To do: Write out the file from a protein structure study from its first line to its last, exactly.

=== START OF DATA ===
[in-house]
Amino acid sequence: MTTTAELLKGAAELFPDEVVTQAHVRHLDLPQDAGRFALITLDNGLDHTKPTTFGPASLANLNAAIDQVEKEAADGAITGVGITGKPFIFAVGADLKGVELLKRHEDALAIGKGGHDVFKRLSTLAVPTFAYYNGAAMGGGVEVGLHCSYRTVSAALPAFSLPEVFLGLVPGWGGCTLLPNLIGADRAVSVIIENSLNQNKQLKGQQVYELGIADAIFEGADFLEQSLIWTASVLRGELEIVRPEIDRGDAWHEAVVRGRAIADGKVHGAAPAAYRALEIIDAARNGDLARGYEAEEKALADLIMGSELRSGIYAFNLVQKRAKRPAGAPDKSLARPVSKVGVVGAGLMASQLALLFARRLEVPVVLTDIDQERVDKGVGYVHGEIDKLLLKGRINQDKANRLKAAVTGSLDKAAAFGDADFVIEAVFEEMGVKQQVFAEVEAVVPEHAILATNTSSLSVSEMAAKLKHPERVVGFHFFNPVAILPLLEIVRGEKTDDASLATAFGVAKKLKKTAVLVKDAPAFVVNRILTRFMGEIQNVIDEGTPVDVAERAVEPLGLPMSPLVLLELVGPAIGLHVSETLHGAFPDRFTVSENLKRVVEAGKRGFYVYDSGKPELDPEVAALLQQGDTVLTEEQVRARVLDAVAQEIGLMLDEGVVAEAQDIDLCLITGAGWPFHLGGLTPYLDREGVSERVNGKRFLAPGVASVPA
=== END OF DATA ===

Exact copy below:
[in-house]
Amino acid sequence: MTTTAELLKGAAELFPDEVVTQAHVRHLDLPQDAGRFALITLDNGLDHTKPTTFGPASLANLNAAIDQVEKEAADGAITGVGITGKPFIFAVGADLKGVELLKRHEDALAIGKGGHDVFKRLSTLAVPTFAYYNGAAMGGGVEVGLHCSYRTVSAALPAFSLPEVFLGLVPGWGGCTLLPNLIGADRAVSVIIENSLNQNKQLKGQQVYELGIADAIFEGADFLEQSLIWTASVLRGELEIVRPEIDRGDAWHEAVVRGRAIADGKVHGAAPAAYRALEIIDAARNGDLARGYEAEEKALADLIMGSELRSGIYAFNLVQKRAKRPAGAPDKSLARPVSKVGVVGAGLMASQLALLFARRLEVPVVLTDIDQERVDKGVGYVHGEIDKLLLKGRINQDKANRLKAAVTGSLDKAAAFGDADFVIEAVFEEMGVKQQVFAEVEAVVPEHAILATNTSSLSVSEMAAKLKHPERVVGFHFFNPVAILPLLEIVRGEKTDDASLATAFGVAKKLKKTAVLVKDAPAFVVNRILTRFMGEIQNVIDEGTPVDVAERAVEPLGLPMSPLVLLELVGPAIGLHVSETLHGAFPDRFTVSENLKRVVEAGKRGFYVYDSGKPELDPEVAALLQQGDTVLTEEQVRARVLDAVAQEIGLMLDEGVVAEAQDIDLCLITGAGWPFHLGGLTPYLDREGVSERVNGKRFLAPGVASVPA